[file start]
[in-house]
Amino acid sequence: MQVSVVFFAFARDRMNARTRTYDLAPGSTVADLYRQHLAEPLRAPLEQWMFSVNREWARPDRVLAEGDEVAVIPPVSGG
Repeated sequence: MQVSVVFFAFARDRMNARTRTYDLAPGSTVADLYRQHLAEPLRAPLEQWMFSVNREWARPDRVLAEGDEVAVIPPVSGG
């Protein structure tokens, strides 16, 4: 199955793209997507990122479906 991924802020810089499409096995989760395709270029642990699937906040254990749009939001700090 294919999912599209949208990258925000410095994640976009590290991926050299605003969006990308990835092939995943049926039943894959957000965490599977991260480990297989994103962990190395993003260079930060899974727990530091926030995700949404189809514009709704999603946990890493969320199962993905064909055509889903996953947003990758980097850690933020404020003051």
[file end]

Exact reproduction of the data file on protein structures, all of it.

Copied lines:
[in-house]
Amino acid sequence: MQVSVVFFAFARDRMNARTRTYDLAPGSTVADLYRQHLAEPLRAPLEQWMFSVNREWARPDRVLAEGDEVAVIPPVSGG
Repeated sequence: MQVSVVFFAFARDRMNARTRTYDLAPGSTVADLYRQHLAEPLRAPLEQWMFSVNREWARPDRVLAEGDEVAVIPPVSGG
């Protein structure tokens, strides 16, 4: 199955793209997507990122479906 991924802020810089499409096995989760395709270029642990699937906040254990749009939001700090 294919999912599209949208990258925000410095994640976009590290991926050299605003969006990308990835092939995943049926039943894959957000965490599977991260480990297989994103962990190395993003260079930060899974727990530091926030995700949404189809514009709704999603946990890493969320199962993905064909055509889903996953947003990758980097850690933020404020003051």